Game review by
Chad Sapieha, Common Sense Media
Fru Game Poster Image
Kinect puzzler puts both brains and bodies to the test.

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A lot or a little?

The parents' guide to what's in this game.

Educational Value

Kids will learn about puzzle solving and engage in a bit of healthy physical activity in this motion-controlled puzzle platformer. Players need to strike strange poses, kneel, hop, jump, and shuffle across the floor. The activity is low intensity, but pretty much constant during play. Sitting is rarely an option. And kids will need to use their brains, too, as they figure out solutions. Puzzles require cogent analysis, spatial reasoning, and some creative thinking. Players will also be forced to experiment with new elements and mechanics, then apply what they've learned. Fru isn't a replacement for daily physical activity, but it will keep kids moving while engaging their intellect.

Positive Messages

Promotes logical thinking, body movement, healthy self-image.

Positive Role Models & Representations

Player's character doesn't talk during his journey, nor does he get into any fights. His aim is simply to successfully traverse each puzzle.

Ease of Play

Simple gamepad controls, but motion controls require good coordination. Solutions to some of trickier puzzles require lateral thinking.

Violence & Scariness

Player's tiny human character can perish by falling off ledges, touching spiky hazards, getting trapped inside solid materials such as walls. When this happens, he simply disappears, zips back to start of current level.


What parents need to know

Parents need to know that FRU is a downloadable Kinect-exclusive motion-controlled platformer puzzle game. Players control a little hero with a gamepad, then use their bodies -- captured and presented in silhouette form on-screen by the camera -- to alter the game world and create paths. There's no fighting, but the player's character can perish by falling off ledges and touching spikes, in which case he simply disappears and gets whisked back to the beginning of the current level. Motion control is natural and intuitive but often requires precision movement, and many puzzles demand some pretty creative thinking. Kids won't get any vigorous exercise from this game, but it will keep them moving and active from start to finish.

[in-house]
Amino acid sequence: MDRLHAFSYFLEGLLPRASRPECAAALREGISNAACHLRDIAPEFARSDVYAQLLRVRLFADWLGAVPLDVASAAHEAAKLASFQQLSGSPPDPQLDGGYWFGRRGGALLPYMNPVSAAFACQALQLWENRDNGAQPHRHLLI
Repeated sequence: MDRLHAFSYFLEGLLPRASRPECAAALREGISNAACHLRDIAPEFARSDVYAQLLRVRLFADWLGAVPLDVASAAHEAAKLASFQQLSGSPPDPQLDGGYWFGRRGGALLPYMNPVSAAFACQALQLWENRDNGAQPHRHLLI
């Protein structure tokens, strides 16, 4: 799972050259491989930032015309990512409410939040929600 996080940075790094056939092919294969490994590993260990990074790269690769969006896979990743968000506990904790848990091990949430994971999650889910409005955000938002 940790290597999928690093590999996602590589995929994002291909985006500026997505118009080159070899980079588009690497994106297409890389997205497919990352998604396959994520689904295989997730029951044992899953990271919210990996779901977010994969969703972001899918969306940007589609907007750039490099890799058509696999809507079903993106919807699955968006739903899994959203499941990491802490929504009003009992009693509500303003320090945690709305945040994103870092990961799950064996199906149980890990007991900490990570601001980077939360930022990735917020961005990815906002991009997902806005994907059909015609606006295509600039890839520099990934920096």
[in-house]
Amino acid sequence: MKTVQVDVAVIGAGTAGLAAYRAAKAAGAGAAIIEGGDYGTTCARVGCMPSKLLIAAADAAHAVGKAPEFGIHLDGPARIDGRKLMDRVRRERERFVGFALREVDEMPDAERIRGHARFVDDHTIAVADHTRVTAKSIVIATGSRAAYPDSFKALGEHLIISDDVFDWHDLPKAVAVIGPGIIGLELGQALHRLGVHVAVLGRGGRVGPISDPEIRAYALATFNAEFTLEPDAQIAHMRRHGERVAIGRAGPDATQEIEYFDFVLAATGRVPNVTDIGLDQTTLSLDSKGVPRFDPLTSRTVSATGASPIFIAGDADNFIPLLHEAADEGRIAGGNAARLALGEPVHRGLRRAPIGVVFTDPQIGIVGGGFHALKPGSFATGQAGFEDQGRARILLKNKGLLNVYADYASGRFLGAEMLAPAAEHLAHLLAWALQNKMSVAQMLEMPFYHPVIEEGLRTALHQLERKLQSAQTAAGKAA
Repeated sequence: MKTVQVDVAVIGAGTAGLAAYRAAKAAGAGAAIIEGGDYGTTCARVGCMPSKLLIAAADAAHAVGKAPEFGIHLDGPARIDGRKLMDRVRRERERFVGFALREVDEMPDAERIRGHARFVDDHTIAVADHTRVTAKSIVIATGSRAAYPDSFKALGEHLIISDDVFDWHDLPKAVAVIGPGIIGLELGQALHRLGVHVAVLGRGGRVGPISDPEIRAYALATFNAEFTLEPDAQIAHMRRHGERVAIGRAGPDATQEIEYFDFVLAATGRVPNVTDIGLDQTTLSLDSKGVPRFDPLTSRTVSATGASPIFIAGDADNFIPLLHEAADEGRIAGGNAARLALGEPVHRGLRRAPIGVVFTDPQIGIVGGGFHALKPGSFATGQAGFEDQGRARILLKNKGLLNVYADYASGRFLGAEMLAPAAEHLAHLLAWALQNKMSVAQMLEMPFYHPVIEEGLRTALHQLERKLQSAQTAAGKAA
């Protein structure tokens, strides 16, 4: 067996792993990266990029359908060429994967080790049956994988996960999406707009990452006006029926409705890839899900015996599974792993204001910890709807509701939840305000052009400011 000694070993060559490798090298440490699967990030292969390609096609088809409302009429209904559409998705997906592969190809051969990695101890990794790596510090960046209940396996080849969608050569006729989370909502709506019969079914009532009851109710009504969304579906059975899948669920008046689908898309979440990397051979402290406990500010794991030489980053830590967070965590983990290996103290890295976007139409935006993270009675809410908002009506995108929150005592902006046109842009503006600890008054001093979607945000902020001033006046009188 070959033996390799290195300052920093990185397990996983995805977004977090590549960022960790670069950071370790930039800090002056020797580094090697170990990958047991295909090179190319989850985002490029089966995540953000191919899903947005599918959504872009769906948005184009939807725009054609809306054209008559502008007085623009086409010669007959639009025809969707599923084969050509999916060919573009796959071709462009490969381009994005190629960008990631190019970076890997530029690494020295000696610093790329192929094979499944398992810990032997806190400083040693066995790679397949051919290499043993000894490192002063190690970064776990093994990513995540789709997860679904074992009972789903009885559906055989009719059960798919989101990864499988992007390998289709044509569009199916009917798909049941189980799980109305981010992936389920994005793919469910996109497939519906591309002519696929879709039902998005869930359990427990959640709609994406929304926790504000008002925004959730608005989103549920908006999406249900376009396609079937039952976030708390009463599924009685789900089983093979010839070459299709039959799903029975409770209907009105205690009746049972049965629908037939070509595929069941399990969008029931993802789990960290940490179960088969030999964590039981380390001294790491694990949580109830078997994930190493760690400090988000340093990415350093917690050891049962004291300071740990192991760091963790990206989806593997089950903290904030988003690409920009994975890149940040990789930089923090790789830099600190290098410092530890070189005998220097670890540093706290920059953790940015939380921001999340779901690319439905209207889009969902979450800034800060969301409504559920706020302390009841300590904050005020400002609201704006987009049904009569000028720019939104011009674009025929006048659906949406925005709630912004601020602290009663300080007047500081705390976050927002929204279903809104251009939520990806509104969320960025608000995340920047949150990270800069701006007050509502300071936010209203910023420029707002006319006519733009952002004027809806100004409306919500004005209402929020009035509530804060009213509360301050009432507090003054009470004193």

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What's it about?

FRU isn't like any other game you've played. Made for Microsoft's Kinect motion sensor bar, it puts players in control of a little hero trying to find his way through temple-like mazes. You can press a thumbstick to make him move and hold down a trigger to make him jump. But that's only half the control equation. The other half is you; as in literally your body. As you stand in front of the camera, you'll see your body on-screen in the shape of a silhouette. And you'll instantly notice that this silhouette changes the part of the world it covers, making walls and platforms appear and disappear. Your goal is to use your body to create a path for the game's tiny protagonist. This will require you to contort yourself into strange shapes, jump in and out of his way, and shuffle back and forth across the screen. As the game progresses, the nature of your silhouette sometimes changes, becoming, for example, a body of water through which your hero can swim or a conduit that provides energy for small switches that make platforms appear and disappear. There are more than 100 levels/puzzles, and if you collect all the hidden idols in the main story, you'll unlock a secret co-op mode.

Is it any good?

This game manages to capture something close to the full potential of motion control, making player movement a real and meaningful part of the experience. This is handled in ways that no one else seems to have previously imagined, especially because most developers never quite seemed to figure out what to do with Microsoft's motion sensor bar. In Fru, it may take a few puzzles to fully appreciate and understand how it works and what it does, but once you do, you'll likely find yourself giggling at the developers' ingenuity and filled with self-satisfaction if the unique solutions you come up with for the game's often very challenging platformer puzzles.

It's not perfect, though. The nature of the silhouette mechanic puts players with smaller bodies at a disadvantage. They'll need to either move closer to the camera (which could cause sensor issues) or be more precise in their movements. Or they could just change their clothes. Baggy pants and dresses will increase the size of your silhouette, making some areas much easier -- and others much harder. It's worth noting, too, that you'll have a lot less fun and may grow more frustrated if you're lazy and unwilling to do things like lie on the floor or hold crazy yoga-style poses. Still, it's just about the best thing Kinect has seen since Xbox One's launch. If your Kinect has been unplugged and sitting on a shelf for the last couple of years, Fru provides ample reason to pull it down, dust it off, and plug it back in.

Talk to your kids about ...

  • Families can talk about screen time. How much time is the right amount of time to spend in front of screens in a given day? If you exercise more, should you be allowed to spend more time in front of the TV? Are there any potential detriments to spending time in front of screens beyond inactivity?

  • Discuss healthy physical activity. This game won't meet your daily requirement of physical activity, but its yoga-like movement doesn't hurt, either, so did you feel tired after playing? What else could you do during the day to compliment the exercise you get in a game like this?

Game details

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